I’ve started swimming again.
To be more accurate, I started a year ago, dipping into the pool because the tendinitis in my right arm was so bad that it hurt to hold a coffee cup, let alone a racquet.
I’d avoided swimming for decades. As a child, for reasons I can’t explain, swimming terrified me. I was the kid who cried before every swimming lesson, tears streaming down my face while I stood waiting to be picked up each summer Monday, Wednesday and Friday morning.
No surprise, then, that 30 years later, despite being physically active, 25 meters of freestyle left me clutching the side of the pool, panting for breath. Something about having my head in the water and needing to breathe to one side brought me back to Beginner Swimming lessons and the dreaded 25 meters of freestyle I had to swim to pass the test.
Nothing like an injury to get me to face my fears. Swimming was the only activity that eased the shooting pain in my injured right arm, relaxing the muscles and stretching out the tendons. That was motivation enough.
Over the course of last summer, I willed myself into the water, swimming 50 meters, then 100, then further. While I did eventually push through to being able to swim a few hundred yards, that old underlying panic still lurked. It was a feeling that at any moment I could devolve into a terrified kid gasping for breath.
(By way of contrast, my wife loves the water. She would describe her Zen-like experience swimming laps, and I’d listen, perplexed. To me, “ease” and swimming mixed like oil and water.)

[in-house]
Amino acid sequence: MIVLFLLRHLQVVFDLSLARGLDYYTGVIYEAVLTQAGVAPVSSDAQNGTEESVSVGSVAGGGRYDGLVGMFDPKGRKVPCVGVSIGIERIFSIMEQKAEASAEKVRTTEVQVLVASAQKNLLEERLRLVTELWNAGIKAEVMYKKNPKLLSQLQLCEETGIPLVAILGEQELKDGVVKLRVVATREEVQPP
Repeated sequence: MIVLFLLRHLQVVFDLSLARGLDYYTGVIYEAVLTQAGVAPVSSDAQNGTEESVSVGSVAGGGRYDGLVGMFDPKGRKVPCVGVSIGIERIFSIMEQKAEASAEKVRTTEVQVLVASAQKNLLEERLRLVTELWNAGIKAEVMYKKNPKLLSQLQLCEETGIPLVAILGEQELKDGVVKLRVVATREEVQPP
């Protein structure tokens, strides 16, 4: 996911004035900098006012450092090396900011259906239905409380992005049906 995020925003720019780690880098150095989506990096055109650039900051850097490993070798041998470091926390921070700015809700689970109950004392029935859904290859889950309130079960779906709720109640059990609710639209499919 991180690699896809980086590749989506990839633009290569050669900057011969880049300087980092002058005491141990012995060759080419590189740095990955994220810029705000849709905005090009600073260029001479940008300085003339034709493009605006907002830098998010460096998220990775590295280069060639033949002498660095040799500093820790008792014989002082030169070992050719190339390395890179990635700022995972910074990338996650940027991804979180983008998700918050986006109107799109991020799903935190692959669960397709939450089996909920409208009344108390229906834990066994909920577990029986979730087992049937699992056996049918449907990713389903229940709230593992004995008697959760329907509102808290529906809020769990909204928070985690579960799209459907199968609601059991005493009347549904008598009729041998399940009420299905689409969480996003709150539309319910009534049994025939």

At the start of this summer, I realized that, despite the progress I made last year, much of my effort and willpower had been taking me in the wrong direction: if I’m trying to work through a fear, then more effort and strain aren’t the right tools to use. This summer, I’ve been trying to figure out where that old panic comes from, and how it’s affecting what I do in the water.
What I’ve recently discovered is that my fear of not being able to breathe is manifesting in every stroke I take. Each stroke, I do a frantic flutter kick and I tense up my whole body in a misguided attempt to lift my full head (and half my torso, it seems) out of the water. That kick, that tensing up, it’s that 30-year-old terror resurfacing to sabotage my stroke and leave me exhausted.
I find it so tempting to muscle my way through these sorts of situations – not just in the water. Wouldn’t it be nice if fear were something we could overpower and wrestle to the ground?
I can’t, directly, beat back the fear, but I can change what I do in the water. I can focus on the behavior that the fear has created – in this case, the kick. So, as I swim laps, I focus on kicking less, on tensing up less, on straining less, and as I change what I’m doing with my body, over time, a bit of ease begins to seep in.
We discover this same pattern so often if we’re willing to look for it. We waste energy on things that feed on the energy we give them: the energy we put into stalling before sitting down to work; the energy we put into maintaining an image of strength and confidence for those around us; the energy we put into protecting someone who can stand on their own two feet; the energy we put into the decades-old stories someone put into our heads that we’ve never let go.
Most of the time, this energy comes from a place of fear or self-preservation. These fears lace themselves through our days and through our relationships. If left unexamined and unaddressed, they exhaust us, draining our mental and physical faculties and insulating us from what our experience could be.
We don’t overcome fear with more effort or by straining more.
We overcome fear by looking back to the source, seeing it clearly and, from a place of calm and clarity, discovering that we can behave differently and that, when we do, those old fears no longer have the power to hold us.